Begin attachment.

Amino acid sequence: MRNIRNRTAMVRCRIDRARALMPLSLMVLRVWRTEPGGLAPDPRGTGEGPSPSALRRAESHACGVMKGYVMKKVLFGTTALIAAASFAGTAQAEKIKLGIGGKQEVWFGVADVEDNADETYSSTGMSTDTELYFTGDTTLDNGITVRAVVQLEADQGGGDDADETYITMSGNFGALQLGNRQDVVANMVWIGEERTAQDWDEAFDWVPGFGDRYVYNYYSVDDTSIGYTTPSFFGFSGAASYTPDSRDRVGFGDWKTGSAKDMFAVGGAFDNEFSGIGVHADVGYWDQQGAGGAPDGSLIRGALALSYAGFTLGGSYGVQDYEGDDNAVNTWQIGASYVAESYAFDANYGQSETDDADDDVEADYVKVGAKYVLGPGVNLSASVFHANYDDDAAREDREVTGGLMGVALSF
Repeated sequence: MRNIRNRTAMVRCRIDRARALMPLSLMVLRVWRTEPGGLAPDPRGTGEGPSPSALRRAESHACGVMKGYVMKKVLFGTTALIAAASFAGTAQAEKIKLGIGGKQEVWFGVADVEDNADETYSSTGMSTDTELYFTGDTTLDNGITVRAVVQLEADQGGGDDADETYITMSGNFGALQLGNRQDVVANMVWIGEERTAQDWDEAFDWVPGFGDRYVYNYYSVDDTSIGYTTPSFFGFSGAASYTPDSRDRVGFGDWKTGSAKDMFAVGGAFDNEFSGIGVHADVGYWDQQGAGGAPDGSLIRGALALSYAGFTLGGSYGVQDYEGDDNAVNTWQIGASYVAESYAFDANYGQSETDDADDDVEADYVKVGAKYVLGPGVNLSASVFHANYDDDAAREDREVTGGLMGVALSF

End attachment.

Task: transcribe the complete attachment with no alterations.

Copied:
Amino acid sequence: MRNIRNRTAMVRCRIDRARALMPLSLMVLRVWRTEPGGLAPDPRGTGEGPSPSALRRAESHACGVMKGYVMKKVLFGTTALIAAASFAGTAQAEKIKLGIGGKQEVWFGVADVEDNADETYSSTGMSTDTELYFTGDTTLDNGITVRAVVQLEADQGGGDDADETYITMSGNFGALQLGNRQDVVANMVWIGEERTAQDWDEAFDWVPGFGDRYVYNYYSVDDTSIGYTTPSFFGFSGAASYTPDSRDRVGFGDWKTGSAKDMFAVGGAFDNEFSGIGVHADVGYWDQQGAGGAPDGSLIRGALALSYAGFTLGGSYGVQDYEGDDNAVNTWQIGASYVAESYAFDANYGQSETDDADDDVEADYVKVGAKYVLGPGVNLSASVFHANYDDDAAREDREVTGGLMGVALSF
Repeated sequence: MRNIRNRTAMVRCRIDRARALMPLSLMVLRVWRTEPGGLAPDPRGTGEGPSPSALRRAESHACGVMKGYVMKKVLFGTTALIAAASFAGTAQAEKIKLGIGGKQEVWFGVADVEDNADETYSSTGMSTDTELYFTGDTTLDNGITVRAVVQLEADQGGGDDADETYITMSGNFGALQLGNRQDVVANMVWIGEERTAQDWDEAFDWVPGFGDRYVYNYYSVDDTSIGYTTPSFFGFSGAASYTPDSRDRVGFGDWKTGSAKDMFAVGGAFDNEFSGIGVHADVGYWDQQGAGGAPDGSLIRGALALSYAGFTLGGSYGVQDYEGDDNAVNTWQIGASYVAESYAFDANYGQSETDDADDDVEADYVKVGAKYVLGPGVNLSASVFHANYDDDAAREDREVTGGLMGVALSF